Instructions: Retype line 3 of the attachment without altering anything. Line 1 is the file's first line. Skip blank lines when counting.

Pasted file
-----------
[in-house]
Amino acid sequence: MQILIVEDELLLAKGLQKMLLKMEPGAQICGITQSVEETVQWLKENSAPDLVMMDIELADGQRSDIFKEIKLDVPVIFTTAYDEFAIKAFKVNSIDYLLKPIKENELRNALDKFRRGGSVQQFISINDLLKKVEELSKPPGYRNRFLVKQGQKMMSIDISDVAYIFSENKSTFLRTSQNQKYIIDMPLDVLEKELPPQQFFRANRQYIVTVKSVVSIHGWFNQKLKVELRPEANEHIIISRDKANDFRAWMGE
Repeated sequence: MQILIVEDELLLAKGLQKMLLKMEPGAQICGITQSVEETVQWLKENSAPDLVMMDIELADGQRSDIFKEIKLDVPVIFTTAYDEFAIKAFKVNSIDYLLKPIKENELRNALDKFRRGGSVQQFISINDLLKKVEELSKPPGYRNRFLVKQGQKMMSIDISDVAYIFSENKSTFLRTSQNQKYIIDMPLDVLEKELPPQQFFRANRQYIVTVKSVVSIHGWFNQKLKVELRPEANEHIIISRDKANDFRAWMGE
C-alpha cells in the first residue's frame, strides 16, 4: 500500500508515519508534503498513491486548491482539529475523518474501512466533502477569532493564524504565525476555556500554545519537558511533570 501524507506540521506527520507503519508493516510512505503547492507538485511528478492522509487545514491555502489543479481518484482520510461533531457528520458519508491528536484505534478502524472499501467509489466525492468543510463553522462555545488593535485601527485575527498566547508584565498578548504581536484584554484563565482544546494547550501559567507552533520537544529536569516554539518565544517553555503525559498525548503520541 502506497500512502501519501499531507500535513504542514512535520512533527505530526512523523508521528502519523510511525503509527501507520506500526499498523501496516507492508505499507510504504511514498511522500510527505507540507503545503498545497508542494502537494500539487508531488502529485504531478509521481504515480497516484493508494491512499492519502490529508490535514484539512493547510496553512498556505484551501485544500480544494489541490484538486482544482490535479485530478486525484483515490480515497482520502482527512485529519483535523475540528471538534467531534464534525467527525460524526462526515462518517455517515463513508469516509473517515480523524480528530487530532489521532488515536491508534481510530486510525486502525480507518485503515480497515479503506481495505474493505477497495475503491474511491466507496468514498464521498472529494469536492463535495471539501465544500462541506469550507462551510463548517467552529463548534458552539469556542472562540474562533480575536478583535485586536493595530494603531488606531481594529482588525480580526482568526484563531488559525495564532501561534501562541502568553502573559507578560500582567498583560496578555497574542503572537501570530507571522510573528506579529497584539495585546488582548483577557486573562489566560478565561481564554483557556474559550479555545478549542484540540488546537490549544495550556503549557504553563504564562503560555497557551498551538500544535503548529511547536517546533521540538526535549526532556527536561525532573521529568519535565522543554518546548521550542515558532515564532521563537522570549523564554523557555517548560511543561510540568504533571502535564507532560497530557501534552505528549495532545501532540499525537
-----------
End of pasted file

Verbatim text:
Repeated sequence: MQILIVEDELLLAKGLQKMLLKMEPGAQICGITQSVEETVQWLKENSAPDLVMMDIELADGQRSDIFKEIKLDVPVIFTTAYDEFAIKAFKVNSIDYLLKPIKENELRNALDKFRRGGSVQQFISINDLLKKVEELSKPPGYRNRFLVKQGQKMMSIDISDVAYIFSENKSTFLRTSQNQKYIIDMPLDVLEKELPPQQFFRANRQYIVTVKSVVSIHGWFNQKLKVELRPEANEHIIISRDKANDFRAWMGE